Damage to a memorial marking the site of Strasbourg's Old Synagogue, destroyed by the Nazis during World War II, was caused accidentally by a motorist and was not an act of anti-Semitism, a French police source has said.
The incident last weekend sparked outrage, with Strasbourg deputy mayor Alain Fontanel describing it as an "act of vandalism" and Israeli Prime Minister Binyamin Netanyahu condemning "another shocking anti-Semitic incident".
A police probe using surveillance cameras revealed that a 31-year-old man reversed into the memorial after leaving a nearby nightclub with friends, the source told AFP on Thursday.
"At this stage, no anti-Semitic nature has been detected," the source said, adding the driver has been summoned to court in June over hit and run charges.
The synagogue was built in the eastern city in 1898 and was the Strasbourg Jewish community's main place of worship, but it was ransacked and burnt to the ground by Hitler Youth in September, 1940.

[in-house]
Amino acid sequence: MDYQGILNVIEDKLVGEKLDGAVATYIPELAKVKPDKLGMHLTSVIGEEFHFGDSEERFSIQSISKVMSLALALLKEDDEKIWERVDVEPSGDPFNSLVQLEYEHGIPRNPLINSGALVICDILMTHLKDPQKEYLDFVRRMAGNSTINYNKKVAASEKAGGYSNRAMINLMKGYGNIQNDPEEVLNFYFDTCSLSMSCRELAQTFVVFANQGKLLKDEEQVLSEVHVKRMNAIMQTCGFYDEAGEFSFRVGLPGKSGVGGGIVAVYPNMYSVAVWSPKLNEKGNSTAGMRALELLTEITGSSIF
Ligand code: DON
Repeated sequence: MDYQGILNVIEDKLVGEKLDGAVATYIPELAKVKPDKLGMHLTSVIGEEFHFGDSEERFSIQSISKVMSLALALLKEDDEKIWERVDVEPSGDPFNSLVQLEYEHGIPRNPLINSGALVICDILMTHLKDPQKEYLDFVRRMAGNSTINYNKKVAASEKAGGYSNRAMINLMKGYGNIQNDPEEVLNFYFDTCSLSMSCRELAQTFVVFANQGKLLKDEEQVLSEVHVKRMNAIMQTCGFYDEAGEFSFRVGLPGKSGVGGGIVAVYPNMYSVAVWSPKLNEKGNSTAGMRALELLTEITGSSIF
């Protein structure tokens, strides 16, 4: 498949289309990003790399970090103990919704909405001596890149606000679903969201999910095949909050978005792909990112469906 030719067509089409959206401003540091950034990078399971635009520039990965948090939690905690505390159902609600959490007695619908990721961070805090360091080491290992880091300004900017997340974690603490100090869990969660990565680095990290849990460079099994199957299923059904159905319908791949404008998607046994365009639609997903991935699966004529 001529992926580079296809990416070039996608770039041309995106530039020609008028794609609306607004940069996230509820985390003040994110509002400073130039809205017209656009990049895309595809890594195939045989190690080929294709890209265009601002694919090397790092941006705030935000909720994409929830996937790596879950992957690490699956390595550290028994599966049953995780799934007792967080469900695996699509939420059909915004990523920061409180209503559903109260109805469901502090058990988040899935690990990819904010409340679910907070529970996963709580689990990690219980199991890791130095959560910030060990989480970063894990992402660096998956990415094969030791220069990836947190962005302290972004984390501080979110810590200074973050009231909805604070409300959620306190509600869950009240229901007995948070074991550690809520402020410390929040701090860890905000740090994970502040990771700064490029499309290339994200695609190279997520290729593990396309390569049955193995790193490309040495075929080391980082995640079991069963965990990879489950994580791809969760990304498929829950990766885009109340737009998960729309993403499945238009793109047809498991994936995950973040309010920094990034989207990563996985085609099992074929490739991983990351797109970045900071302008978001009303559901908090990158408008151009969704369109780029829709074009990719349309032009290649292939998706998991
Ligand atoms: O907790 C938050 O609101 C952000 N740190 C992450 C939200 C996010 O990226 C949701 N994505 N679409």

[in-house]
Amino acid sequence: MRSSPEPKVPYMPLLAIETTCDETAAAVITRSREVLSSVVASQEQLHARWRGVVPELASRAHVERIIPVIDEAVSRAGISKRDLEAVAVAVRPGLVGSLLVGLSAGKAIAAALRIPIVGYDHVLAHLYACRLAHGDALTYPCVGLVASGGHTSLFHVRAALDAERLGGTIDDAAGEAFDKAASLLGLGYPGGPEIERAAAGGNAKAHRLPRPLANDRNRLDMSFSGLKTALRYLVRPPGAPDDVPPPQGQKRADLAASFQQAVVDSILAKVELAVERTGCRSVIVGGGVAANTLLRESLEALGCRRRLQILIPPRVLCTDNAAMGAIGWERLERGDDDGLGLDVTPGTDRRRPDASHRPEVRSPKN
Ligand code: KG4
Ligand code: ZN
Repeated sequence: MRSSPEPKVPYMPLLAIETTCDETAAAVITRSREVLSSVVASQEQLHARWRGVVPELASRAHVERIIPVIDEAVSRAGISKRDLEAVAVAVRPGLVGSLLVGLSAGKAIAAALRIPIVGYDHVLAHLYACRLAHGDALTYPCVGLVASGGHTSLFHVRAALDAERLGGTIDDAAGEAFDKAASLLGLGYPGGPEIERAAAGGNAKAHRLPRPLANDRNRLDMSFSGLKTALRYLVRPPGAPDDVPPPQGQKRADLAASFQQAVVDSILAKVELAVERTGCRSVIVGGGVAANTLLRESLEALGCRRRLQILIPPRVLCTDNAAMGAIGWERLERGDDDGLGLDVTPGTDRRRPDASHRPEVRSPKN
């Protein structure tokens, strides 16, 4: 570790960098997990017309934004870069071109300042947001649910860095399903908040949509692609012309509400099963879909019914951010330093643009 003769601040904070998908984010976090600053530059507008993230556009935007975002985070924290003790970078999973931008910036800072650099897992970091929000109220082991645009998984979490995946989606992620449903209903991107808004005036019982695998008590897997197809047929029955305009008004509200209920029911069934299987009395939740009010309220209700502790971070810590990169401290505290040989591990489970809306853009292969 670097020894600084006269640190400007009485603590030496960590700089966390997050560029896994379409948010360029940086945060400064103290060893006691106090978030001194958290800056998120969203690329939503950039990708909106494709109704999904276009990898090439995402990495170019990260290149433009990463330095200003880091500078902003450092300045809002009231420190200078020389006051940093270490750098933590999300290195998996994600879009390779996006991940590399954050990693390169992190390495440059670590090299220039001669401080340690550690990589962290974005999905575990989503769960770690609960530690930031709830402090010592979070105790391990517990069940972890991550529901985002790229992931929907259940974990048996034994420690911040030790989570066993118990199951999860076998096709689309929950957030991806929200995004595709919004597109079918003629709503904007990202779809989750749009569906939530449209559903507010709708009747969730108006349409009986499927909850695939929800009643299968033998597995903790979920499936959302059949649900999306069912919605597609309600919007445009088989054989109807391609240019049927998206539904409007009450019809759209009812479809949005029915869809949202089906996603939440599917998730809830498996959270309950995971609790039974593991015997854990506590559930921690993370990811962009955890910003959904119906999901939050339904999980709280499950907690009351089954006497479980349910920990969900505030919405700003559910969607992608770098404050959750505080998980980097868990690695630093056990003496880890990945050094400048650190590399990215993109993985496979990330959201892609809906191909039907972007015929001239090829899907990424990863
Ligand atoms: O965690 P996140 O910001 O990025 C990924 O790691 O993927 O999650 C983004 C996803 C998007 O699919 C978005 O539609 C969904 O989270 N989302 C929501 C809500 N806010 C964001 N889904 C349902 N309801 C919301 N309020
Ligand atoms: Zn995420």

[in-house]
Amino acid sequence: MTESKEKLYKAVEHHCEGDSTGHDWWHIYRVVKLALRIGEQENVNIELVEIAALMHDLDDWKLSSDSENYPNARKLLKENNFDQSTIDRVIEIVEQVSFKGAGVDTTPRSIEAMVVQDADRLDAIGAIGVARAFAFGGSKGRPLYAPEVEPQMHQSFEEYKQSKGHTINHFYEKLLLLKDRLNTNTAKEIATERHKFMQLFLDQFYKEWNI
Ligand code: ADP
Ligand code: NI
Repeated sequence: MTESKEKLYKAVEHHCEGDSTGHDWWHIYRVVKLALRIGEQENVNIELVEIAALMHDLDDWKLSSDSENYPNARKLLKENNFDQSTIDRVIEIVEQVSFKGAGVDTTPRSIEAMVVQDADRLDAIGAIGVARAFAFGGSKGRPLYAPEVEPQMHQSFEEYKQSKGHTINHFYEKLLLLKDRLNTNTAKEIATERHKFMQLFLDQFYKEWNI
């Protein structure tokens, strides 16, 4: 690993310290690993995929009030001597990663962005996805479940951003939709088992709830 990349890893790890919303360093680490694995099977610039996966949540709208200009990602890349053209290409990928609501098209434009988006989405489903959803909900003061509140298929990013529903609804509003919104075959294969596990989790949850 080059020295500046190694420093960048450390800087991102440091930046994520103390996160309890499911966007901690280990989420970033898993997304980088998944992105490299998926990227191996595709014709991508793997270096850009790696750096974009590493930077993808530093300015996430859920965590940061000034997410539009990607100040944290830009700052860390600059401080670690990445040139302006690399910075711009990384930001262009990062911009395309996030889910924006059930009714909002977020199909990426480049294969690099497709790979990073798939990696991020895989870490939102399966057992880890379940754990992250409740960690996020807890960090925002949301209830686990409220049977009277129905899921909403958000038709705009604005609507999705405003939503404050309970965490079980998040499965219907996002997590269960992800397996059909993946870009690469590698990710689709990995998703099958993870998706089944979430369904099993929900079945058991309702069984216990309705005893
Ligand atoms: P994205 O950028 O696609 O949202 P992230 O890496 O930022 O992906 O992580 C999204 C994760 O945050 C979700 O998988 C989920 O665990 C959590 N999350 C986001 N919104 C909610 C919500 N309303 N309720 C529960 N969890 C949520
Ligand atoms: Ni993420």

The large black marble slab that stands in its place was knocked off its plinth in the early hours of Saturday morning.
Thierry Roos, spokesman for the Israelite Consistory of the Bas-Rhin region, told AFP at the time that the religious council was "distressed by the damage to this stone... whether it was intentional or not".
The region has witnessed a rise in anti-Semitic acts, the latest on February 19 when 96 graves were daubed with swastikas at a Jewish cemetery in Quatzenheim, northwest of Strasbourg.
On December 11, the day of a deadly jihadist attack on Strasbourg's Christmas market, 37 Jewish graves and a monument were desecrated in Herrlisheim, northeast of the city.
In February 2015, around 300 graves were vandalized in a Jewish cemetery in nearby Sarre-Union, an act for which five adolescents were given suspended prison terms of eight to 18 months in 2017.